Computer entry activities represented the third highest percentage of total preanalytic time for both routine (5.9%) and STAT (6.3%) testing. Computer entry steps ranged from 0 to 3 for all STAT and routine testing. The aggregate number of computer entry steps in both routine (P < .001) and STAT (P < .001) processes were significantly and positively correlated with total process times (Table 6). Stated otherwise, SPTs were longer for processes having more computer entry steps.
There are several ways to improve specimen processing workflows and remove operational bottlenecks that delay or stop production. These methods reflect practices that are consistent with lean manufacturing principles.6 For example, breaks in workflows may occur when laboratories receive incorrect/incomplete test orders and improperly labeled blood tubes. Training phlebotomists and nurses who draw blood samples in proper specimen collection technique, and programming instruments to reject blood tubes that have multiple overlapping labels affixed to them could minimize these breaks. Implementing standard work procedures that are designed to follow best practices—one of the most powerful lean manufacturing principles—may reduce errors that occur because of process variability. Implementing standard work procedures may also allow laboratory managers to quickly recognize opportunities for process improvement. Finally, processing samples one-by-one, that is, “just-in-time” can eliminate bottlenecks and errors caused by overloading the production system with too many simultaneous tasks to perform.
Several authors have identified additional practices, such as preanalytic automation in the processing area, such as “work cells” and stand-alone devices that may also reduce unnecessary waiting times and labor costs.7,8 Work cells encompass many activities, such as presorting, centrifugation, volume check and clot detection, decapping, secondary tube labeling, aliquoting, and destination sorting into analyzer racks.9 Stand-alone solutions focus on single activities, such as tube sorting and aliquoting. Minimizing the need for specimen relabeling by printing barcoded labels, assurance of proper label alignment, and use of specimen management systems may also improve efficiency.10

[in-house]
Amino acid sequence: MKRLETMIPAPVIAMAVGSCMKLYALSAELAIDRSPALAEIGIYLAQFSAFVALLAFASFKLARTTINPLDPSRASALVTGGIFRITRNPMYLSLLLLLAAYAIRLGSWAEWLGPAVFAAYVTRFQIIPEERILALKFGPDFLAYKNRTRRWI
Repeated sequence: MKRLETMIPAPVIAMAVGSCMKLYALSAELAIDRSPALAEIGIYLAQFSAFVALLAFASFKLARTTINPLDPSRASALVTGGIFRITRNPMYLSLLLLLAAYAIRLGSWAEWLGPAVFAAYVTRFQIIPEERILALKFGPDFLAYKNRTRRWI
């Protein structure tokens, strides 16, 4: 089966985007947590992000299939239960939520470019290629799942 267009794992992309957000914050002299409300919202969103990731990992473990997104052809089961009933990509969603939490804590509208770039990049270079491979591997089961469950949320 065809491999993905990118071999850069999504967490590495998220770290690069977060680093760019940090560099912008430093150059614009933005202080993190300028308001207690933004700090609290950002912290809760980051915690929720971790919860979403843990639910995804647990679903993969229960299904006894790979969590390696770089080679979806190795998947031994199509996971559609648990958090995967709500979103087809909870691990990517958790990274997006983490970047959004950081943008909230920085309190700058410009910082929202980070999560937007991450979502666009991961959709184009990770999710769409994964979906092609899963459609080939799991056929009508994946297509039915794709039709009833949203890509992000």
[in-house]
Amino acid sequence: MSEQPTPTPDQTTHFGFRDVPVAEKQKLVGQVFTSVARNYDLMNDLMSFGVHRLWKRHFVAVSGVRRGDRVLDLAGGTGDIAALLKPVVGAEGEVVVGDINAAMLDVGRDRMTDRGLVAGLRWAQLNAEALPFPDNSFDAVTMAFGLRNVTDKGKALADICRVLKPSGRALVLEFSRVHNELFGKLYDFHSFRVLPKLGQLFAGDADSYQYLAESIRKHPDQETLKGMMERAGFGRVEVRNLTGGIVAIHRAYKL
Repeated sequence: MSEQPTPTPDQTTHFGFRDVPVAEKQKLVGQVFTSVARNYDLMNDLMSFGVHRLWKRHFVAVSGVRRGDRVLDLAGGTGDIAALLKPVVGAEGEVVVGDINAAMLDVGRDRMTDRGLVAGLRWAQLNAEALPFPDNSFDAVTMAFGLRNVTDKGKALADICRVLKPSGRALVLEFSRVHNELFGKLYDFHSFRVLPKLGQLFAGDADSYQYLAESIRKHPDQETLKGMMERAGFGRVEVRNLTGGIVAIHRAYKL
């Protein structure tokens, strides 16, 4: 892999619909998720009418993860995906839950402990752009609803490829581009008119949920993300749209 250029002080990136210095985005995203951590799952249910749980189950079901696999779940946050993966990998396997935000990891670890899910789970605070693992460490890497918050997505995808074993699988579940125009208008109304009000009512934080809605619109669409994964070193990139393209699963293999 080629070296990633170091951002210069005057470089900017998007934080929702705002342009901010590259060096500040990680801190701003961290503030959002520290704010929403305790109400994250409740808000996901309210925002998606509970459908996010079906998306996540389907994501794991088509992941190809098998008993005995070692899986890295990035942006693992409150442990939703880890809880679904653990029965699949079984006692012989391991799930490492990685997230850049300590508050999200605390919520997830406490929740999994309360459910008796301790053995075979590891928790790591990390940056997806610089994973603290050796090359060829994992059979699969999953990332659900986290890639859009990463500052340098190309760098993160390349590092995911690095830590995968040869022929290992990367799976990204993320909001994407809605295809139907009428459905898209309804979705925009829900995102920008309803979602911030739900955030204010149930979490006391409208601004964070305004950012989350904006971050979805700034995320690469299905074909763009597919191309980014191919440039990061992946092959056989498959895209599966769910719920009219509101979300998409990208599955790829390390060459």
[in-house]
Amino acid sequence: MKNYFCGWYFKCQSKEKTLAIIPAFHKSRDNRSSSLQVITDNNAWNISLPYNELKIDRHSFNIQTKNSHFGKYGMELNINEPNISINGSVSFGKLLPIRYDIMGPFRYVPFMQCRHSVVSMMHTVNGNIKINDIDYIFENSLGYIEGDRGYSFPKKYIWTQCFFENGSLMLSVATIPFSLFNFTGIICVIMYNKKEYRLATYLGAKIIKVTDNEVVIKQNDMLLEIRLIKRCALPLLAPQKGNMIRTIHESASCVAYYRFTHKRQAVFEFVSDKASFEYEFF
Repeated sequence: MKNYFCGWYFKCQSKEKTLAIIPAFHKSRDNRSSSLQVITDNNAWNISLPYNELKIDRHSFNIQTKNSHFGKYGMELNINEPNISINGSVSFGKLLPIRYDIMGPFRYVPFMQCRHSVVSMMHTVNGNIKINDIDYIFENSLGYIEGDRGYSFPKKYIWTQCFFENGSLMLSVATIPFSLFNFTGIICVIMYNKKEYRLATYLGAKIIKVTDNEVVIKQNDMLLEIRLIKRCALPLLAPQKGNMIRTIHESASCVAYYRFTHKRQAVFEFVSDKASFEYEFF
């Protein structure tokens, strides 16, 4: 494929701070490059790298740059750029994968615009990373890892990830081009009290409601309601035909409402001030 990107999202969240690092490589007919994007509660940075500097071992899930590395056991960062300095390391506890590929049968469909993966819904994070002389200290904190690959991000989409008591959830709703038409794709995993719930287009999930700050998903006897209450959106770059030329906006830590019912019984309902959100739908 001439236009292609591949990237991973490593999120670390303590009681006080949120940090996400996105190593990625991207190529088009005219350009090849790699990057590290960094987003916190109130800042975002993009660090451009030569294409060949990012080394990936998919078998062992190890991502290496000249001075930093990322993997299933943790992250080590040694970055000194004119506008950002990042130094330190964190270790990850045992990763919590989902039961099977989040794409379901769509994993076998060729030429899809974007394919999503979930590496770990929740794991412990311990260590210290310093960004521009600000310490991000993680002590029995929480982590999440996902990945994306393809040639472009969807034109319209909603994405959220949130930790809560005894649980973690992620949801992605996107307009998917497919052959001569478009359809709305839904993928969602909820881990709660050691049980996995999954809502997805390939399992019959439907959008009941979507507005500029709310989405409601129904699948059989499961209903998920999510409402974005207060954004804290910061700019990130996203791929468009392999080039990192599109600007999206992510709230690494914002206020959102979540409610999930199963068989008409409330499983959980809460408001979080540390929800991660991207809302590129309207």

The distribution summary statistics of the number of process steps and time spent on each process step type published in this study are not benchmarks for preanalytic testing processes. There are many reasons why one laboratory will require more steps in its process. Additional steps may be needed to meet customer and institutional needs, to fulfill educational responsibilities, laboratory layout, or to address safety concerns; our study was not designed to account for such differences in laboratories. Furthermore, our study did not address the impact of other potentially confounding variables on sample processing, including local operational philosophies and economic circumstances. We caution readers in making definitive conclusions based upon the institution-level significant associations reported, owing to the relatively small institution sample sizes (routine: n = 27, Table 7; STAT: n = 25, Table 8), and instead encourage these findings to serve as groundwork for future larger confirmatory studies. Common forms of waste that are often necessary in a process were documented in our study. These included sample sorting, sample transport, and specimen relabeling. Regardless of an individual laboratory's overall average SPT, the number of process steps, and time spent on steps involving waiting, our hope is that study participants will use these results to create future-state process maps aimed at improving their preanalytic processes.
We focused our study on the preanalytic testing phase. However, other more complex processes might be improved by using the workflow mapping techniques described in our study. Laboratories can apply lean production techniques to all phases of their specimen processing in order to improve efficiency. For example, previous authors11,12 have described reductions in emergency room cardiac troponin turnaround time by using value mapping to describe the entire testing process from the preanalytic through to the postanalytic phases.
Results from this Q-Probes study highlight substantial differences in processes used by clinical laboratories to prepare specimens before analysis. To increase their efficiency, laboratories may consider concentrating their efforts on reducing the number of testing steps involving waiting, centrifugation, and computer entry activities. Rapid centrifugation is likely to reduce overall SPTs. Reducing the number of process wait steps and computer entry steps may reduce preanalytic SPTs. Finally, laboratories can also apply lean production techniques to all other phases of their specimen analysis process in order to improve efficiency.
The authors have no relevant financial interest in the products or companies described in this article.